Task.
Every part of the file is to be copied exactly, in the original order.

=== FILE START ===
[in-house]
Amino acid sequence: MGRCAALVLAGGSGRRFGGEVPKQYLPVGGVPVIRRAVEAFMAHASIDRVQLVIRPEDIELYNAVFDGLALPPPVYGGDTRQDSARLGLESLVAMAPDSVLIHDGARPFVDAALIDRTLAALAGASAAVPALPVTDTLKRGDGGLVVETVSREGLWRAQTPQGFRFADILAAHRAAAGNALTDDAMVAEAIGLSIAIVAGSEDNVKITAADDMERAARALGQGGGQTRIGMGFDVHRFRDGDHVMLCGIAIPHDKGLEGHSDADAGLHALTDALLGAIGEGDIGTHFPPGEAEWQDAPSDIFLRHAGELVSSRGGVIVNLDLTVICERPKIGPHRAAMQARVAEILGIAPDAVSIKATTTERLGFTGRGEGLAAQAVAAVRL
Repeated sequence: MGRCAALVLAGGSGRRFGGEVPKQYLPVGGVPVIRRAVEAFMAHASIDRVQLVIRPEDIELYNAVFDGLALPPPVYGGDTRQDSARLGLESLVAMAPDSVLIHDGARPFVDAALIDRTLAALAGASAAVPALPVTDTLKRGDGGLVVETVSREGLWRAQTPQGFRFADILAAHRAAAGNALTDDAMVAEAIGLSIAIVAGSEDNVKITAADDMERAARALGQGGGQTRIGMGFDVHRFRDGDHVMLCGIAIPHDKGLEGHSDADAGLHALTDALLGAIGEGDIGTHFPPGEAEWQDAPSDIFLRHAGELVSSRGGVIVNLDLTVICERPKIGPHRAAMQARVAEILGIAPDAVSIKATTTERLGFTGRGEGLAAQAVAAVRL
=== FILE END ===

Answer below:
[in-house]
Amino acid sequence: MGRCAALVLAGGSGRRFGGEVPKQYLPVGGVPVIRRAVEAFMAHASIDRVQLVIRPEDIELYNAVFDGLALPPPVYGGDTRQDSARLGLESLVAMAPDSVLIHDGARPFVDAALIDRTLAALAGASAAVPALPVTDTLKRGDGGLVVETVSREGLWRAQTPQGFRFADILAAHRAAAGNALTDDAMVAEAIGLSIAIVAGSEDNVKITAADDMERAARALGQGGGQTRIGMGFDVHRFRDGDHVMLCGIAIPHDKGLEGHSDADAGLHALTDALLGAIGEGDIGTHFPPGEAEWQDAPSDIFLRHAGELVSSRGGVIVNLDLTVICERPKIGPHRAAMQARVAEILGIAPDAVSIKATTTERLGFTGRGEGLAAQAVAAVRL
Repeated sequence: MGRCAALVLAGGSGRRFGGEVPKQYLPVGGVPVIRRAVEAFMAHASIDRVQLVIRPEDIELYNAVFDGLALPPPVYGGDTRQDSARLGLESLVAMAPDSVLIHDGARPFVDAALIDRTLAALAGASAAVPALPVTDTLKRGDGGLVVETVSREGLWRAQTPQGFRFADILAAHRAAAGNALTDDAMVAEAIGLSIAIVAGSEDNVKITAADDMERAARALGQGGGQTRIGMGFDVHRFRDGDHVMLCGIAIPHDKGLEGHSDADAGLHALTDALLGAIGEGDIGTHFPPGEAEWQDAPSDIFLRHAGELVSSRGGVIVNLDLTVICERPKIGPHRAAMQARVAEILGIAPDAVSIKATTTERLGFTGRGEGLAAQAVAAVRL